I suggest you order it "schranke style" (or animal style, for In-N-Out burger fans in the know). This gives it an extra sprinkling of green onions and a squeeze of house-made mayonnaise.

Bestie sources its sausages from the Oyama Sausage Co. on Granville Island – and why not? Oyama's classic pork thuringer is silkiness defined. This artisanal butcher of fine ground meats is the envy of foodies across the country. There is no equal in Canada. For a local sausage restaurant to attempt to outdo the master would be ludicrous. Bestie knows better.

As it should when it comes to sauerkraut. Of all its outsourced ingredients, this is one (and a major one) that definitely falls short. The pickled cabbage comes in satiny soft ribbons, fermented by a small producer in the Fraser Valley. It's more sweet than tangy. At first, the restaurant tried making its own, but couldn't keep up with demand. I understand the logistics, but they may want to ask their farmer to add an extra splash of wine or vinegar.

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And it makes a difference because with all of their other select ingredients, Bestie takes such great care. Mr. Brown and Mr. McDougall were fortunate to recruit Colin Johnson, a fine-dining chef who trained with Simon Hopkinson at London's Bibendum before spending the past 10 years as the corporate chef for Andrey Durbach and Chris Stewart (Parkside, Pied-à-Terre and La Buca).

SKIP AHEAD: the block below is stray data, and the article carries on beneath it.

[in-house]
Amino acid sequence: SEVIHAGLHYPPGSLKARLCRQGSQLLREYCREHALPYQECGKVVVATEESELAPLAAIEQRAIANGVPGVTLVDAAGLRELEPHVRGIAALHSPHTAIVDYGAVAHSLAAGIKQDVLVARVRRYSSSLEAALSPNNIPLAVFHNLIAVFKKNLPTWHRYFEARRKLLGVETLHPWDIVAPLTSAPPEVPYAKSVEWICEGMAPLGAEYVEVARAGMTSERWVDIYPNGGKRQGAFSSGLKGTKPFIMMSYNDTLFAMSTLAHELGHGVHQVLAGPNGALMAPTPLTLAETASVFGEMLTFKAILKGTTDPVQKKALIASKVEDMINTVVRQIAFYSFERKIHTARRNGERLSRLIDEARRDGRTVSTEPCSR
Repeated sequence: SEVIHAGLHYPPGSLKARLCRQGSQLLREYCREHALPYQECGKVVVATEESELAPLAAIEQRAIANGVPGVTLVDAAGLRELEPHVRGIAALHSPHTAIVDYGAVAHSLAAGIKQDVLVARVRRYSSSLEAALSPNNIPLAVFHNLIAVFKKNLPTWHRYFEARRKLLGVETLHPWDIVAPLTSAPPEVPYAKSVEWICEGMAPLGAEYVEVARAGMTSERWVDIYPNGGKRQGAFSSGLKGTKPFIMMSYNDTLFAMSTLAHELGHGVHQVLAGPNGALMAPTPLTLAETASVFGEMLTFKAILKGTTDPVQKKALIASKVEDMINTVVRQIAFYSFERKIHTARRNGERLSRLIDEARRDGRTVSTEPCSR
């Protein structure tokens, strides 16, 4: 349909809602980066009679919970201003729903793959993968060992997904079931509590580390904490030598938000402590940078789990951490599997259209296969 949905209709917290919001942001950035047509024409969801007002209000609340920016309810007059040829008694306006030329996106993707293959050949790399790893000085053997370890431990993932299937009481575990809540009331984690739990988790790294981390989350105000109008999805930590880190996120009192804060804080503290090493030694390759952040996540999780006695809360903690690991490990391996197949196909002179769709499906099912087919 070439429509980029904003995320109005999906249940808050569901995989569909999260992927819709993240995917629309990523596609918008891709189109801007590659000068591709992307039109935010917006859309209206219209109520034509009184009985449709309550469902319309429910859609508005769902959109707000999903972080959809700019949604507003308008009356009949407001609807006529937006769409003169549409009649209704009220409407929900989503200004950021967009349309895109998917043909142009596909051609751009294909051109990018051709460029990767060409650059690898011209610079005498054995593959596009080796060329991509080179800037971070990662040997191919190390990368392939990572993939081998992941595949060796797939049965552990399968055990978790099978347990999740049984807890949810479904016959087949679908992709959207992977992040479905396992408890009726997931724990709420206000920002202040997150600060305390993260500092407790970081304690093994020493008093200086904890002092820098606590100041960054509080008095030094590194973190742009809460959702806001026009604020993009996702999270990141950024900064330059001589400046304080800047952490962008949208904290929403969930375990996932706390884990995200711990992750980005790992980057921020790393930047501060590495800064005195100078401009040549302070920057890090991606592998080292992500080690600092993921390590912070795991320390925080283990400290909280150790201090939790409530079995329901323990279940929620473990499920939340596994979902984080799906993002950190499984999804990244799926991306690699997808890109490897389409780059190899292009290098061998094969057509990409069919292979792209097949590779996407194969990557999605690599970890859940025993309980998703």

Mr. Johnson doesn't throw his pretzel board together. He takes the best of what is locally available – densely chewy, daily baked pretzels dipped in lye from the Swiss Bakery – and matches them with the most pleasantly funky "stinky cheese sauce" (a blend of German tilsit with fontina and cheddar for background and smoothness).

To his board he adds the roundness of mulled red-wine cabbage, the tang and sweetness of pickled cauliflower and raisin salad, the earthiness of smashed Chinatown cucumbers and the heat of mustard, both an imported German smooth brand and a house-made grainy Bavarian.

His weekly changing salads (baby kale and Anjou pear), soups (potato and leek) and veg (beets with horseradish crème fraîche, all for example) are inspired. His smoked-ham and cheese fries are addictive. His enthusiasm is infectious.

Drinks? It's more than just beer – though Bestie's four taps from local breweries are perfectly in tune. For something completely different, may I suggest a flight of schnapps, a saison (beer) bourbon cocktail or a homemade ice tea?

Bestie leaves nothing to chance. If you're going to do one thing, you had better do it well. Bestie excels at being the best little sausage shop in town.

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About the Author
Vancouver restaurant critic

Alexandra Gill has been The Globe and Mail’s Vancouver restaurant critic since 2005. She joined the paper as a summer intern in 1997 and was hired full-time as an entertainment columnist the following year. In 2001, she moved to Vancouver as the Western Arts Correspondent, a position she held until 2007. More